Trump-O-Meter

Balance the federal budget 'fairly quickly'

"It can be done. ... It will take place and it will go relatively quickly.  ... If you have the right people, like, in the agencies and the various people that do the balancing ... you can cut the numbers by two pennies and three pennies and balance a budget quickly and have a stronger and better country."


Updates

Trump budget proposal claims balanced budget, CBO disagrees

Prior to taking office, President Donald Trump promised to balance the federal budget by making small reductions in spending each year.

"If we save just one penny of each federal dollar spent on non-defense, and non-entitlement programs, we can save almost $1 trillion over the next decade," Trump said in a September 2016 campaign speech at the New York Economic Club in Manhattan. "If our plan exceeds the 3.5 percent 10-year growth average, then our jobs proposal will actually reduce the deficit."

Exactly when could Americans expect to see a balanced budget?

Trump didn't give a timeframe to Fox News anchor Sean Hannity when Hannity asked earlier that year. Instead, he said it would be done "fairly quickly," but it would take longer than one or two years.

The White House took its first steps to balance the budget with its release of the president's FY 2018 spending proposal, in which Trump asked Congress to reduce non-defense discretionary spending by 2 percent every year for the next 10 years as well as reform various entitlement programs. This, combined with proposed regulation rollbacks and tax cuts, would result in a surplus budget by 2027, according to the proposal.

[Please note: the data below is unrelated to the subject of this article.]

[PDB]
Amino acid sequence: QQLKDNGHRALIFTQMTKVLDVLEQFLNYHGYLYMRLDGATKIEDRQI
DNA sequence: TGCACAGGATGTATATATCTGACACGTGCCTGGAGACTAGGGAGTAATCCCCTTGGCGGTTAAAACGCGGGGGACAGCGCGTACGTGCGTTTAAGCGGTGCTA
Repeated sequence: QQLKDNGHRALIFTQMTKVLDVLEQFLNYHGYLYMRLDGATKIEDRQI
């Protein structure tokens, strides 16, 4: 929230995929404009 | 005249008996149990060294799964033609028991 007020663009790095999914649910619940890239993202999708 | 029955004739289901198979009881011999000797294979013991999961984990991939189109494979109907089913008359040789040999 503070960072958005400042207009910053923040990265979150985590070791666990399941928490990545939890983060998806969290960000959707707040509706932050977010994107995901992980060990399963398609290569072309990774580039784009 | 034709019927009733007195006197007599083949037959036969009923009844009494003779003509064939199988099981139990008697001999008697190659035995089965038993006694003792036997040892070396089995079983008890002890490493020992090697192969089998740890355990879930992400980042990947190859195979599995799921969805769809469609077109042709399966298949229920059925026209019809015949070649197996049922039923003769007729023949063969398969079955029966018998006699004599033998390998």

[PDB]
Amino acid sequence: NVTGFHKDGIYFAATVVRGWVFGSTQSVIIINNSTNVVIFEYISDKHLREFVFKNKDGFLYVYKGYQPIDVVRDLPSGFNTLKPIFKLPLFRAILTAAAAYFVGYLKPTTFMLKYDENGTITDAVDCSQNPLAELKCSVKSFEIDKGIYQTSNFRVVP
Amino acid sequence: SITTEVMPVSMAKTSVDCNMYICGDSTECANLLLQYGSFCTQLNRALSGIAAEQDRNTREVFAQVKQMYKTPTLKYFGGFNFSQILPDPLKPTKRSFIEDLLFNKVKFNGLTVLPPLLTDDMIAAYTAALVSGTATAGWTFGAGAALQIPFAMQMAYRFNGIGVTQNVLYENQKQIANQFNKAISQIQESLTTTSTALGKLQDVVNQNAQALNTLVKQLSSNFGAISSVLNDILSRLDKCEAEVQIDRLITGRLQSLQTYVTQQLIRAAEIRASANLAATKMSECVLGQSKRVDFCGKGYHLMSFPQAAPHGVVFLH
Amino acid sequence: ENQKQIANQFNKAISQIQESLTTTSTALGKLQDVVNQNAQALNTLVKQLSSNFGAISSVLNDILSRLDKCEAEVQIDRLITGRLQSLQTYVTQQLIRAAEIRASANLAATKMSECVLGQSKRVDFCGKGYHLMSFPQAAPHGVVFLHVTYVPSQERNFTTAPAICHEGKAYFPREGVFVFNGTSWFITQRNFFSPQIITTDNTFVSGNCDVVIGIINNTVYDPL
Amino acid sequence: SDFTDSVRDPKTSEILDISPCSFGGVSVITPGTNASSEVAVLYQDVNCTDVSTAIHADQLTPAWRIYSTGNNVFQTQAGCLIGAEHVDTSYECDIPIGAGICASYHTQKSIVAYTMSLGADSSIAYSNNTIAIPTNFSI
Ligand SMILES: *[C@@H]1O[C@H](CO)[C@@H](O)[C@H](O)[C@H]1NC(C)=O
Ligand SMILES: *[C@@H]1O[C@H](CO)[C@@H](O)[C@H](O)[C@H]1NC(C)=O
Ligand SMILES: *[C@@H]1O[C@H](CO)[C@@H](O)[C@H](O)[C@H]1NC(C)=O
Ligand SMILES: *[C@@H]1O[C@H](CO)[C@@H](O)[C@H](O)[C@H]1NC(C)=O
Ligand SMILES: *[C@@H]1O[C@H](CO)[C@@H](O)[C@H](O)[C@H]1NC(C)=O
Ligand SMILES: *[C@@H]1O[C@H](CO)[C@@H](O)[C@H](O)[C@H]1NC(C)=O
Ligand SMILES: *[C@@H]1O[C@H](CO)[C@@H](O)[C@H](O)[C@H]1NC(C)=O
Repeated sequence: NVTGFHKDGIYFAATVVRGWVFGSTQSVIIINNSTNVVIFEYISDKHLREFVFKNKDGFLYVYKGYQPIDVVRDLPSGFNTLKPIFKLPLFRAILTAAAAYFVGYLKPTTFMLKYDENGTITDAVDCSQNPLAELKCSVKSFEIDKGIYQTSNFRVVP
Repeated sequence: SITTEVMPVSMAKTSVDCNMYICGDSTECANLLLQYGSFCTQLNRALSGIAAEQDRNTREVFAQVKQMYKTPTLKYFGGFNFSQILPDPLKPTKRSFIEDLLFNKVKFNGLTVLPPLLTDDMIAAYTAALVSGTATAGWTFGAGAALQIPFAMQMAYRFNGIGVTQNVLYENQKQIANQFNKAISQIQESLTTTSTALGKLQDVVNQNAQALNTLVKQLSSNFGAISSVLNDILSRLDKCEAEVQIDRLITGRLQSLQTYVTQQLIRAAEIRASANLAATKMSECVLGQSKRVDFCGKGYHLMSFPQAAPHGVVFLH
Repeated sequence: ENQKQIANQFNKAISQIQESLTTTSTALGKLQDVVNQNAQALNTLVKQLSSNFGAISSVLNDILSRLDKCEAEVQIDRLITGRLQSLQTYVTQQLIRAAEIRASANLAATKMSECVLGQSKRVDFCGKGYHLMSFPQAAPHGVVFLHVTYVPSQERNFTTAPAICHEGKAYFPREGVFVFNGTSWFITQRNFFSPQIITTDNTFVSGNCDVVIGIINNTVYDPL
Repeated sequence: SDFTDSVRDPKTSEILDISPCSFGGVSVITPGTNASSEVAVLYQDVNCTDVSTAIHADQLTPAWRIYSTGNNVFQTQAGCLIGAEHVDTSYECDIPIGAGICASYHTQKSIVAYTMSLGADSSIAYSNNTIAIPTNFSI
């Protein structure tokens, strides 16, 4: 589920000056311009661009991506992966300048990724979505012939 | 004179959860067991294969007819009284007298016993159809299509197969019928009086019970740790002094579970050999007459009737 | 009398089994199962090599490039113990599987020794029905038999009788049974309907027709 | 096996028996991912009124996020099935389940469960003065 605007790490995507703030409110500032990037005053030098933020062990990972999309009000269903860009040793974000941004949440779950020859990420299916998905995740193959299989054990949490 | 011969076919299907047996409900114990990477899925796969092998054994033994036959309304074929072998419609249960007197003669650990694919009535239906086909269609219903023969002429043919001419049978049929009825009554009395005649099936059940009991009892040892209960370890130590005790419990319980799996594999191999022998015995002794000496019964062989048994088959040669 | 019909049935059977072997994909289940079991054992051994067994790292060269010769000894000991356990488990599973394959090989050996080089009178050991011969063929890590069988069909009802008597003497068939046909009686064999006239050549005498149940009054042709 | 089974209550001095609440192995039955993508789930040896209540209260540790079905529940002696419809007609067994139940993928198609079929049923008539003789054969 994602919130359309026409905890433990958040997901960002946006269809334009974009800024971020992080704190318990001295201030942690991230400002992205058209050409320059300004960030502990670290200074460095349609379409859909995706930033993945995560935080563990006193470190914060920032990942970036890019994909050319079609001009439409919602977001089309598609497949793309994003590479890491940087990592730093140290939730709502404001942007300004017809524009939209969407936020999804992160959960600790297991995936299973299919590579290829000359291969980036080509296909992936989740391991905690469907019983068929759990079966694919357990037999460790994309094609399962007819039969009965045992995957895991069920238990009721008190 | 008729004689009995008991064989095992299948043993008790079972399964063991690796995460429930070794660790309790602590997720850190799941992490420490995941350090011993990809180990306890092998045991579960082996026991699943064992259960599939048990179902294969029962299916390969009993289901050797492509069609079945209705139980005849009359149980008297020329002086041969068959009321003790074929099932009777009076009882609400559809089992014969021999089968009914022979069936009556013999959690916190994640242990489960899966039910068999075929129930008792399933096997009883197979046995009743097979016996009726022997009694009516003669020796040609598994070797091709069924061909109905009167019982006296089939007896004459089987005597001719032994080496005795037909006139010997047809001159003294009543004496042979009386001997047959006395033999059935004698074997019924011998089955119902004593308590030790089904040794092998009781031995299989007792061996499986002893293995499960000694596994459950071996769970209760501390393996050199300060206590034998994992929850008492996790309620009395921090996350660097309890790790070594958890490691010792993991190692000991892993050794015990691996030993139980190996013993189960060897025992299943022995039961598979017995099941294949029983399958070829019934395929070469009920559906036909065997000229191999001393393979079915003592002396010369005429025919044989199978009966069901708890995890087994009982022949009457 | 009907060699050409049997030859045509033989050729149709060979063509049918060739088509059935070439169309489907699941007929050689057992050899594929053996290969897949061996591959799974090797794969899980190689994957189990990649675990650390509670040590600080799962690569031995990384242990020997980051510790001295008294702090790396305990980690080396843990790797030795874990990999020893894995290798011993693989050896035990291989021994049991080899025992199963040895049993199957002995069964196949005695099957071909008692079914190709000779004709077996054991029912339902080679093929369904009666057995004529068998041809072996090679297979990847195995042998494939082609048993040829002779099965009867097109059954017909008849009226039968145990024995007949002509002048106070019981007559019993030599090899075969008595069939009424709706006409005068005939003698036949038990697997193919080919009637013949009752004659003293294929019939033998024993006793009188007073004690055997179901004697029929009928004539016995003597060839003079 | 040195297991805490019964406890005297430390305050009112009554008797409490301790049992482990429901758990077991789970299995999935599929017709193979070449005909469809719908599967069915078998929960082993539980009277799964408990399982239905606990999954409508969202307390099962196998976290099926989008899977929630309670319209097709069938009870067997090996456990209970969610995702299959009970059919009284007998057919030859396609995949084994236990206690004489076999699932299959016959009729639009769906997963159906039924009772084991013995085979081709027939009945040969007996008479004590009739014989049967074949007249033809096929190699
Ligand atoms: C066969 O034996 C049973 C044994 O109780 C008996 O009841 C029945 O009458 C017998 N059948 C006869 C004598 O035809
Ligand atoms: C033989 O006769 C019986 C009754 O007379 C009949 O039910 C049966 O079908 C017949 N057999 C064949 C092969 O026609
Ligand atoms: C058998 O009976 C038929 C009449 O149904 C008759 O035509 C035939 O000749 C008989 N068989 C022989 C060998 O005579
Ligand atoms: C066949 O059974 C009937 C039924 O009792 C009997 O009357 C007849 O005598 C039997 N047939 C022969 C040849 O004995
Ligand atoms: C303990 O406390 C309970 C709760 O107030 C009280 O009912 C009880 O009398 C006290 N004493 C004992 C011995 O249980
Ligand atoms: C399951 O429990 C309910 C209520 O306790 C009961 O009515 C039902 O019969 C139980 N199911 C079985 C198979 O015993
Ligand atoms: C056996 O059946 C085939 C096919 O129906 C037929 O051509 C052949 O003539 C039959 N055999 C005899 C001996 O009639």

The U.S. House of Representatives spending plan, which was released in July, largely mirrored Trump's proposal.

Both plans, however, have been criticized by nonpartisan groups for relying on an economic growth model that might be overly optimistic.  

Trump's proposal assumes an annual gross domestic product growth of 3 percent. In July, the Congressional Budget Office released a report that placed growth at 1.9 percent under Trump's proposal, 0.1 percent higher than the office's baseline.

That lower growth number means that by 2027, deficit spending would be closer to $720 billion instead of the $16 billion surplus calculated under the White House proposal. (The House assumed an average 2.6 percent economic growth over the next decade and projected a $9 billion surplus by 2027 in its plan.)

The White House budget proposal also neglected to factor in Trump's promise to lower individual and corporate taxes, the nonpartisan Committee for a Responsible Federal Budget pointed out in a statement.

"The budget balances on paper – and having a specific fiscal goal is an important first step," said the committee's president, Maya MacGuineas. "But it only achieves that goal by relying on incredibly rosy economic growth assumptions along with very aggressive and unrealistic future cuts while omitting a potentially extremely costly tax reform plan."

A final budget must be agreed on by Congress and the White House before Oct. 1.

Whether or not the budget will ultimately balance depends on several factors including tax legislation, actual economic growth and how much Congress is willing to cut in spending over the next few years. But independent analysis of the proposed budgets finds fault with the budgets' overly optimistic assumptions about future tax revenue. For now, we rate this promise Stalled.

Sources:

White House Office of Management and Budget, FY 2018 budget proposal, May 23, 2017

House Budget Committee, FY 2018 spending plan, July 19, 2017

Time.com, Transcript of Trump's New York Economic Club speech on jobs and the economy, Sept. 15, 2017

FOX News, "Donald Trump on what he's learned about the political system, delegate battle, GOP," April 4, 2016

Congressional Budget Office, "An Analysis of the President's 2018 Budget," July 2017

Statement from the Committee for a Responsible Federal Budget, "President's Budget Relies on Rosy Assumptions," May 22, 2017